A brief guide to legislation for trees
The following advice applies to England only and is for guidance purposes only. Some trees
are protected by legislation, and it is essential that you establish the legal status of trees
prior to carrying out works to them. Unauthorised work to protected trees
could lead to pr...
What is the Helliwell system and how much is a “point”?
The Helliwell System is one of several methods of placing a monetary value on the visual amenity provided by individual trees
and/or woodland. It has been extensively used in court cases, insurance claims and public inquiries to place visual amenity values on individual tree...
Can I get my neighbour to cut back or reduce the height of their trees or hedge?
In most situations the simple answer to this is no . You have a common law right to prune back parts of a tree or hedge growing over the boundary into your property (subject to any legal restrictions being overcome first such as Tree Preservation Orders or conservation area...
Ash Dieback – Practice Guidance
Ash Dieback Guidance for Tree Owners, Managers, Contractors and Consultants Principal Author: Michael Sankus Thanks to the Arboricultural Association Arborist Working Group for their help in developing the guidance Download the PDF WHO is this guide intended for? ...
Where can I find a registered contractor?
If the building work proposed requires planning consent, all trees
which could potentially be affected by the development (including those off-site) should be assessed by an arboricultural consultant in accordance with British Standard BS5837 Trees
in Relation to Construction...
Arborists can attain a host of qualifications, from City &
Guilds CS tickets all the way up to Masters and PhDs. Depending on which aspect of managing trees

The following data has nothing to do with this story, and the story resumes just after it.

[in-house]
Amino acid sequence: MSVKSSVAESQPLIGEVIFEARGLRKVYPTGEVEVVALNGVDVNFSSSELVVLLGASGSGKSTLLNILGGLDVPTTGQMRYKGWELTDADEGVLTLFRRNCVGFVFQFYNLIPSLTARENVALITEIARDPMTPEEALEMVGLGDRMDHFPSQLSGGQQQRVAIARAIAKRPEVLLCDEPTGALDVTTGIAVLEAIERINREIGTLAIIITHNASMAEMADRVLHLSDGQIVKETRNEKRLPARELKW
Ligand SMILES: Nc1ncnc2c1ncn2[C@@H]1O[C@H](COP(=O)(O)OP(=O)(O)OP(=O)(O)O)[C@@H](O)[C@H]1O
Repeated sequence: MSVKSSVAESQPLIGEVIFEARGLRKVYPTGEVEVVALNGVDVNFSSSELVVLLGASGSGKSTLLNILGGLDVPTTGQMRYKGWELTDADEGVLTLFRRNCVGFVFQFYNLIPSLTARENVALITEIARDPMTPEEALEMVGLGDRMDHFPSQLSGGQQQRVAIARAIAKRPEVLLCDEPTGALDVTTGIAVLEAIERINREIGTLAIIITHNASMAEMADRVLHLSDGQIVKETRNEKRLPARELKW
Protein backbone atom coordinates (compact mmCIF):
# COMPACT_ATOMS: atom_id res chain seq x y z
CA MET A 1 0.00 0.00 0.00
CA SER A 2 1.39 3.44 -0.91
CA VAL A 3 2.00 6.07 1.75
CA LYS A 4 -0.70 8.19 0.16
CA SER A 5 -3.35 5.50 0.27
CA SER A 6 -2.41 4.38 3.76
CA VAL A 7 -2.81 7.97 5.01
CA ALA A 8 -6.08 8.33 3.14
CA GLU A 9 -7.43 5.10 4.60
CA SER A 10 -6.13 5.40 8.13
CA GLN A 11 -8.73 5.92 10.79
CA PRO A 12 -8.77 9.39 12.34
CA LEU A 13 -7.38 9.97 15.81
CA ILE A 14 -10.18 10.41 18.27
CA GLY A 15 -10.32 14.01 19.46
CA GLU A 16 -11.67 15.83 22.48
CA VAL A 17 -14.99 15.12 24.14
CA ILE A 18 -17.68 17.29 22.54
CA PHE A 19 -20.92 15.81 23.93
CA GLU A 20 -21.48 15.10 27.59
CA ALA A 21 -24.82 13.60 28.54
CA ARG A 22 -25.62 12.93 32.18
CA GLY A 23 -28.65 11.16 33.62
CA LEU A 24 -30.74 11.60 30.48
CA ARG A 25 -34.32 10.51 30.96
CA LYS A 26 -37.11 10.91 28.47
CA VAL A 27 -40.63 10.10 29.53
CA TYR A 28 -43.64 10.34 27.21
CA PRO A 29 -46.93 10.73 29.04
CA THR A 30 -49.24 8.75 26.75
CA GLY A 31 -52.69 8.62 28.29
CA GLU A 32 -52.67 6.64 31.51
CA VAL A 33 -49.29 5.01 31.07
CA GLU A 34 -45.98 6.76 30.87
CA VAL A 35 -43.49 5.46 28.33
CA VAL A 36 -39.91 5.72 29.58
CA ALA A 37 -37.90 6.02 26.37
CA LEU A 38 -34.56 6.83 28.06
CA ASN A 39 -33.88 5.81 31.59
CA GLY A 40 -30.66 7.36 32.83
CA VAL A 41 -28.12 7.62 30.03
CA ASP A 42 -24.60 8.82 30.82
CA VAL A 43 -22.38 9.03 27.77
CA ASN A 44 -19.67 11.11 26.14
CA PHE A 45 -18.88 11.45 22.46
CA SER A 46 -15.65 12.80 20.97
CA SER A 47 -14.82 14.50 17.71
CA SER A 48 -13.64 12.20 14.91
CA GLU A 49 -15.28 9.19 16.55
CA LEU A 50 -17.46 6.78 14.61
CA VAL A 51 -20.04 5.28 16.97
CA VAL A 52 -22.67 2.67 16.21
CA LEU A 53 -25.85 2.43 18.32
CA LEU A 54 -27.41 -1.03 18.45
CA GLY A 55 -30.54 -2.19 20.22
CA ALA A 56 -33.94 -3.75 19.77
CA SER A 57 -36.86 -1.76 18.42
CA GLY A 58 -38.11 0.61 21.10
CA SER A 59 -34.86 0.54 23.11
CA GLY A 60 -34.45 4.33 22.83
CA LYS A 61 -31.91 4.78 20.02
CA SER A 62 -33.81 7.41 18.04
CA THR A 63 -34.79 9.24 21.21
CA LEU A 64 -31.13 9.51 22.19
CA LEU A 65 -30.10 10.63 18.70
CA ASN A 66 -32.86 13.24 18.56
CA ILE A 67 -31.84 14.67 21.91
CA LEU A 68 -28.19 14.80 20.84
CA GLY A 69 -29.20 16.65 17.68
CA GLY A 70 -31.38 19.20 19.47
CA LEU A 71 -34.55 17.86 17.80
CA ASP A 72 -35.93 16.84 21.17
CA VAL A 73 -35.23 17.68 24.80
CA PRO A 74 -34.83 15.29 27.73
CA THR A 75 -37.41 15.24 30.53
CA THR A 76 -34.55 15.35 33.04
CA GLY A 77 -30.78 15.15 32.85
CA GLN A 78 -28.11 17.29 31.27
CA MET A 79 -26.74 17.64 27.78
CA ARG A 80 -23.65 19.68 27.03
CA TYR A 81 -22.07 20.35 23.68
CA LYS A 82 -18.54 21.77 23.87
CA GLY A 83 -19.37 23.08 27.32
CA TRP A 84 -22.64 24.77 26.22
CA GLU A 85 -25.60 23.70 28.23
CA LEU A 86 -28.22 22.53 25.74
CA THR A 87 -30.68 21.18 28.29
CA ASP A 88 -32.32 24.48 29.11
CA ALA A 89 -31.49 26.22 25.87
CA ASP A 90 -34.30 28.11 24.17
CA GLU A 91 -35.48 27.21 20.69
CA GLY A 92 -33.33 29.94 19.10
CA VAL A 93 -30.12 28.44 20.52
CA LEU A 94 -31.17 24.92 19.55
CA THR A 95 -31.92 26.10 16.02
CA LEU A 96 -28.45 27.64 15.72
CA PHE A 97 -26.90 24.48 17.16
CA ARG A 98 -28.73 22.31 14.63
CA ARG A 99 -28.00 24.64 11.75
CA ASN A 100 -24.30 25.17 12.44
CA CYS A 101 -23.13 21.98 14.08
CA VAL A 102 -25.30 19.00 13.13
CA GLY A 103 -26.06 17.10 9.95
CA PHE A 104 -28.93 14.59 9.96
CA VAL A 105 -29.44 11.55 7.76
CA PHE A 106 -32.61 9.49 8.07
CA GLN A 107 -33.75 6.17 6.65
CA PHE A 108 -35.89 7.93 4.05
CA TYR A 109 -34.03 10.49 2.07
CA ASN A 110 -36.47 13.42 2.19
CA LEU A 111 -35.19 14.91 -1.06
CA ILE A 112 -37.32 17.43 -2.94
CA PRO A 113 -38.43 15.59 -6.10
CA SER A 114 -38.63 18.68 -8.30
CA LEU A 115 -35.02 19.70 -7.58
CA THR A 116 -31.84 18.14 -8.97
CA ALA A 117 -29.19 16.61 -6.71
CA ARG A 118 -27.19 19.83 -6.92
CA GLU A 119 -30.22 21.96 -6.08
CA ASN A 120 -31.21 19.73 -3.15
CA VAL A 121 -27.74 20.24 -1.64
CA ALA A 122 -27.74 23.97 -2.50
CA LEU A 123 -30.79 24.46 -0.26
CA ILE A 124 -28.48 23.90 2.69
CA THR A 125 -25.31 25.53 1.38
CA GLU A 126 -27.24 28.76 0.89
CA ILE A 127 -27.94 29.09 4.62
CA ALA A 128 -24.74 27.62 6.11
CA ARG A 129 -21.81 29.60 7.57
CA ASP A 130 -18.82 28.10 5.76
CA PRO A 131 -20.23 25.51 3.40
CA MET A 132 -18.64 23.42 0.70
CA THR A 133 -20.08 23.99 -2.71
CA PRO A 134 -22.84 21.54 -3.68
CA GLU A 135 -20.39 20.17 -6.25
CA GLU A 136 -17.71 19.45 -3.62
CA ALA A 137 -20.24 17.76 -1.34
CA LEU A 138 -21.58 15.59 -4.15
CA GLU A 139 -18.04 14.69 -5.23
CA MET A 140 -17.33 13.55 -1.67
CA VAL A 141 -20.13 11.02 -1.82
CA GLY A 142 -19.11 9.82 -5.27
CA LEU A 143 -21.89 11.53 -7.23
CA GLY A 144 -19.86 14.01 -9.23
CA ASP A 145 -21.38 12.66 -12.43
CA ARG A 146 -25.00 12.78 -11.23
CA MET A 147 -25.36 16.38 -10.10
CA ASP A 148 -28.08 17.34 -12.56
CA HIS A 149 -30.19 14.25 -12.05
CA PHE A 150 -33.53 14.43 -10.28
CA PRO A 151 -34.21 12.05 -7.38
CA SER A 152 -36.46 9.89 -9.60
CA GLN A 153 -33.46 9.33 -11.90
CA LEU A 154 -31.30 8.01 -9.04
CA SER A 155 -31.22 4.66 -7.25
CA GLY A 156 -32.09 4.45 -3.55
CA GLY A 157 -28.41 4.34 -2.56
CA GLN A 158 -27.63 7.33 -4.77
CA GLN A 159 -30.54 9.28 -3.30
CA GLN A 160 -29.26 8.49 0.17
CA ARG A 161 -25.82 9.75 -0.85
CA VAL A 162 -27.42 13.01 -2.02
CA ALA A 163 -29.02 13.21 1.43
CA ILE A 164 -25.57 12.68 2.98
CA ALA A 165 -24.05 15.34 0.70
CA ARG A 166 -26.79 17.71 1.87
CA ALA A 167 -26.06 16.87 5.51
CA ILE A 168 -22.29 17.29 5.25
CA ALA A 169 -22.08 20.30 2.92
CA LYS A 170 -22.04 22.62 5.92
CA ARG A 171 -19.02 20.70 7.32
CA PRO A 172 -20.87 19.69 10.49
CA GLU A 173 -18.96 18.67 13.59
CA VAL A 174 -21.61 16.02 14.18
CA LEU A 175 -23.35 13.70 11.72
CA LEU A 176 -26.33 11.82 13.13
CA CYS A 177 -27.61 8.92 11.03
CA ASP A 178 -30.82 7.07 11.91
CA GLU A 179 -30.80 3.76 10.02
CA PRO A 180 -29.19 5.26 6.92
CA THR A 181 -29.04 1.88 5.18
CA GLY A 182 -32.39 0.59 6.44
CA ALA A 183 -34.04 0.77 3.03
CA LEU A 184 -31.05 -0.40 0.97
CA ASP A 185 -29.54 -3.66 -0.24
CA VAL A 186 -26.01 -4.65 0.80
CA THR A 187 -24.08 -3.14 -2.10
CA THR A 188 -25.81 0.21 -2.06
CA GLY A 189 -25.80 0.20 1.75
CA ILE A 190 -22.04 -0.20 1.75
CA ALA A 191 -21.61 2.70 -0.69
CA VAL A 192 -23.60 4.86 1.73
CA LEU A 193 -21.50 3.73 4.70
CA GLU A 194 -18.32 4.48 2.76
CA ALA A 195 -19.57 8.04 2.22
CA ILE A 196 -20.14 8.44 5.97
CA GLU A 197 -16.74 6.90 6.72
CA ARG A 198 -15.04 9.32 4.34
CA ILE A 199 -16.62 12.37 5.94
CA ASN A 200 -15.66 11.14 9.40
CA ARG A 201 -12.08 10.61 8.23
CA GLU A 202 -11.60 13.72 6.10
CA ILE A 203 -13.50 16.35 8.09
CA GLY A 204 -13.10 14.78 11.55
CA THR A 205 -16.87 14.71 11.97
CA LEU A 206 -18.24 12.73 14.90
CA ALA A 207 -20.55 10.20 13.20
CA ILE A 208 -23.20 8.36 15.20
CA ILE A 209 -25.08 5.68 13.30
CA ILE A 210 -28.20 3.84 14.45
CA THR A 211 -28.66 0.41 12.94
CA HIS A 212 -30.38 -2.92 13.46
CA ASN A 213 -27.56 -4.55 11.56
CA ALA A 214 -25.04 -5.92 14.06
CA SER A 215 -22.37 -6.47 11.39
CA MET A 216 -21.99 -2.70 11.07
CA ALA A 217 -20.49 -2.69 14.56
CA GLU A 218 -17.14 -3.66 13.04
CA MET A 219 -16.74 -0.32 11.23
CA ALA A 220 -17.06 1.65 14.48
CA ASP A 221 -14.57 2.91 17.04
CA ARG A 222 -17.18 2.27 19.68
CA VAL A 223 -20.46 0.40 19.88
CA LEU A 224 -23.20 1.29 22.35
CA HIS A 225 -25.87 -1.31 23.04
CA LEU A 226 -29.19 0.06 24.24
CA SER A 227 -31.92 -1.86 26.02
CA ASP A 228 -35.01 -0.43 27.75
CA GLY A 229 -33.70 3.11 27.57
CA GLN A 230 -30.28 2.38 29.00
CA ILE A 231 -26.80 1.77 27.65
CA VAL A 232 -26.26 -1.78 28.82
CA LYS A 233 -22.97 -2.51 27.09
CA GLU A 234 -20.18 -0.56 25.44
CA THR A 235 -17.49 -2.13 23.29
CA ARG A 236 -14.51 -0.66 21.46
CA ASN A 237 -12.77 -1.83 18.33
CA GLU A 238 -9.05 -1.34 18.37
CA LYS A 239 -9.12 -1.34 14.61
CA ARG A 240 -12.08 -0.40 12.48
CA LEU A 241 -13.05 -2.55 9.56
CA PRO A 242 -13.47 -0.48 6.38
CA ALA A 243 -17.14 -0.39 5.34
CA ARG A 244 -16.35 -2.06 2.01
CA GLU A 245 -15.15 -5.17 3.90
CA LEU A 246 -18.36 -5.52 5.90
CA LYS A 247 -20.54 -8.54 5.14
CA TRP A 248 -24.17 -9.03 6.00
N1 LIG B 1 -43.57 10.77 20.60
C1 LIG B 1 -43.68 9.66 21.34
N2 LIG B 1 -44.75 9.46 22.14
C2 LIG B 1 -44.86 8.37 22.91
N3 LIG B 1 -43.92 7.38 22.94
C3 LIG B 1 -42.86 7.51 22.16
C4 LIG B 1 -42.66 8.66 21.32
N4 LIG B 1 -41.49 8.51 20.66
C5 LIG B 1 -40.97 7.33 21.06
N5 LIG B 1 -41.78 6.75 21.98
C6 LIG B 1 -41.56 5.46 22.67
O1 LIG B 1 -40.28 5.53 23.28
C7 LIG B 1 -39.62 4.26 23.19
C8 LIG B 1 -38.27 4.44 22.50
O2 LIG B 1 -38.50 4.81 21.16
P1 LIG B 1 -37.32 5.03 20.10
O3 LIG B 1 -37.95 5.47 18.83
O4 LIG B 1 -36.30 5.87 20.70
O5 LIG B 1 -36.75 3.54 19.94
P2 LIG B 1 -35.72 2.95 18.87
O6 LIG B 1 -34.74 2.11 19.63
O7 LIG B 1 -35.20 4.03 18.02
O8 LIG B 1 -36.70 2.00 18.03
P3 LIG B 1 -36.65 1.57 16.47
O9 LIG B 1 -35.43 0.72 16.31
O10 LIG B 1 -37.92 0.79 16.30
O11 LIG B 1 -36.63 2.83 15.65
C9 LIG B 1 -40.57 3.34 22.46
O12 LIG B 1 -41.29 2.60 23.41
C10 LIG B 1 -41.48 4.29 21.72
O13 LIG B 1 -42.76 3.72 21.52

you want to work in you can find out what you need to do here.
Atypical Myopathy Joint Position Statement
Arboricultural Association and British Horse Society joint policy statement on: Felling of Sycamore trees
in relation to Atypical Myopathy : A statement for arborists and horse owners Introduction It has been proven that trees
provide us with many benefits and have a sign...
What are the typical services of an arboricultural contractor?
Services typically required of an arboricultural contractor are: Tree maintenance operations including pruning, and related works to relevant British Standards (see our Tree Work Terminology page) Tree planting operations and aftercare/establishment programmes ...
I'm worried about the safety of my tree - can a Council's tree officer come and inspect it? If not,
Council Tree Officers are not in post to give independent advice to the public about their trees
or to recommend individual contractors or consultants. We advise residents to seek help and advice when they are concerned from professionals who are approved by a recognised body...
I have a tree which is outside my boundary and not under my control - whose responsibility is it?
The law is very clear with regard to a tree owner’s ‘duty of care’: Legally, the owner of the land is responsible for trees
growing on their land. If the tree is growing on Council owned or managed land then you should contact your local Council.